Get to Know: The Scottish Highland
We should warn you in advance… Once you read this blog post you will most likely want to stock up on Miniature Scottish Highland cattle.
Paul Bias, a valued member of the Zareba Systems family, will tell you it is a great idea. Paul is the proud owner of Betsy, short for Betsy Ross, and proudly displays her photo at work. Betsy is a two-year-old Miniature Scottish Highland.
The Scottish Highland cattle breed originally lived in the rugged highlands of Scotland where weather and living conditions were harsh, and only the strongest and fittest would survive. One tactic used by this breed was to graze on most available plants, plants that most cattle tend to avoid, in order to maintain their vigor. These cattle, given their roots, are low maintenance and do not require being housed in a barn.
Scottish Highlands are most recognized by their shaggy and long hair. The most common coat color is a rusty reddish-brown, but can range from chocolate to black to white. They are double-coated and in the summer shed their soft, down-like inner coat. The horns on both the bulls and cows are a distinguishing feature of the Scottish Highland, too.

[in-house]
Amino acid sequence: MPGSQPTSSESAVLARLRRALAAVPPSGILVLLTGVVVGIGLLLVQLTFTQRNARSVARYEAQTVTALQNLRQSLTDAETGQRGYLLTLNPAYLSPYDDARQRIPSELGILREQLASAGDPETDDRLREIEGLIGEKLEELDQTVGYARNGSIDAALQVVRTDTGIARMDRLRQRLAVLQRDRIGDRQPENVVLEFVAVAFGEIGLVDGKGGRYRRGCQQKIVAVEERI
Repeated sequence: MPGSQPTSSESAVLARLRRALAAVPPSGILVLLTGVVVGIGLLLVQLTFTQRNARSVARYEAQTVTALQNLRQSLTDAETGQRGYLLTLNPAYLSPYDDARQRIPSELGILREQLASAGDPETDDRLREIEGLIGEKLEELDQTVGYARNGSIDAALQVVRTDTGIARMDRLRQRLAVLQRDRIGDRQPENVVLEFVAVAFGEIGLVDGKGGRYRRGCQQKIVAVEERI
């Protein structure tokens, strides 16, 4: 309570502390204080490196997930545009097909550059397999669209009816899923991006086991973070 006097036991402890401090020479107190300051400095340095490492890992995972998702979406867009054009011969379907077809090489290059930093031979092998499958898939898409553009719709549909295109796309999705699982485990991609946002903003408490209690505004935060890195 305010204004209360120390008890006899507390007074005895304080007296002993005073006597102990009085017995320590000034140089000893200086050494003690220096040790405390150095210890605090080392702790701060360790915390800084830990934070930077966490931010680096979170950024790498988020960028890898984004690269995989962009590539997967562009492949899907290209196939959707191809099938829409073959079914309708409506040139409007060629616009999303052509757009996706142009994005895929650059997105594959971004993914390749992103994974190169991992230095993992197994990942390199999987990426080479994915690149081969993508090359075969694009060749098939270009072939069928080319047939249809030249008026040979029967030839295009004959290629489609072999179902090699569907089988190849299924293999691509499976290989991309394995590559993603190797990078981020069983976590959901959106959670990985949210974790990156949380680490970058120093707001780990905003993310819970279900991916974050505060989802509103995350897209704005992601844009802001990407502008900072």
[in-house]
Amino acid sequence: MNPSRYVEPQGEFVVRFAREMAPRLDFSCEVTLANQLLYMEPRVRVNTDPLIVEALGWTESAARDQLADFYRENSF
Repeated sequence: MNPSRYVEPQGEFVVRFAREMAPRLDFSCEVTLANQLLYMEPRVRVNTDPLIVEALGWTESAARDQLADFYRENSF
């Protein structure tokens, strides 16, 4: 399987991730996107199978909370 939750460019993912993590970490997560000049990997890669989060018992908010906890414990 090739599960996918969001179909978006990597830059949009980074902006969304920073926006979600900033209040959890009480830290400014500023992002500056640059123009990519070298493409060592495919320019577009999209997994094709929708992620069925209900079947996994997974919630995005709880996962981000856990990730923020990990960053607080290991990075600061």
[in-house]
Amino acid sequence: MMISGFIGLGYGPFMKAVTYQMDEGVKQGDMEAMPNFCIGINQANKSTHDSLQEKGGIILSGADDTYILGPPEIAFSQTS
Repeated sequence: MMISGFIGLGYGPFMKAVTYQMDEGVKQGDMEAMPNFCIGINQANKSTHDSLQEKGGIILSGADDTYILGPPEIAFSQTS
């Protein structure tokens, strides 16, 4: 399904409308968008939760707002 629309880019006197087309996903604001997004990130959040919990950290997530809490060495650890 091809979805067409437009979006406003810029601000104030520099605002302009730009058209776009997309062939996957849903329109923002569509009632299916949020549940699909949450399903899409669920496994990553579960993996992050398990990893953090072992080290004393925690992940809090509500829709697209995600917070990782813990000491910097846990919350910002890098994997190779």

In 1893 a New York cattleman brought the Scottish Highland breed to America. The breed’s ability to calve easily, combined with their intelligence and temperament, made them a very popular option. About 50 years after they first arrived the American Highland Cattle Association was formed to preserve and promote the breed in the U.S.
From the Scottish Highland breed a smaller version exists, known as the Miniature Scottish Highland. Much like their parent breed, these cattle are known for their friendly disposition and temperament and are highly regarded for hobby farming and as a family pet. The Miniature Scottish Highland doesn’t grow taller than 42 inches and weigh about 750 pounds.
These lovable cattle are incredibly smart and are an awesome small cattle breed option for your hobby farm. Check out Paul’s photos of Betsy!
Betsy is ready for all weather, including snow! She’s outfitted with a scarf to keep her warm.
Betsy socialized with family on Thanksgiving 2012. Her kind disposition makes her a popular guest! The cutest baby in the barn! Betsy’s soft coat and bright eyes at 2 months old were remarkable!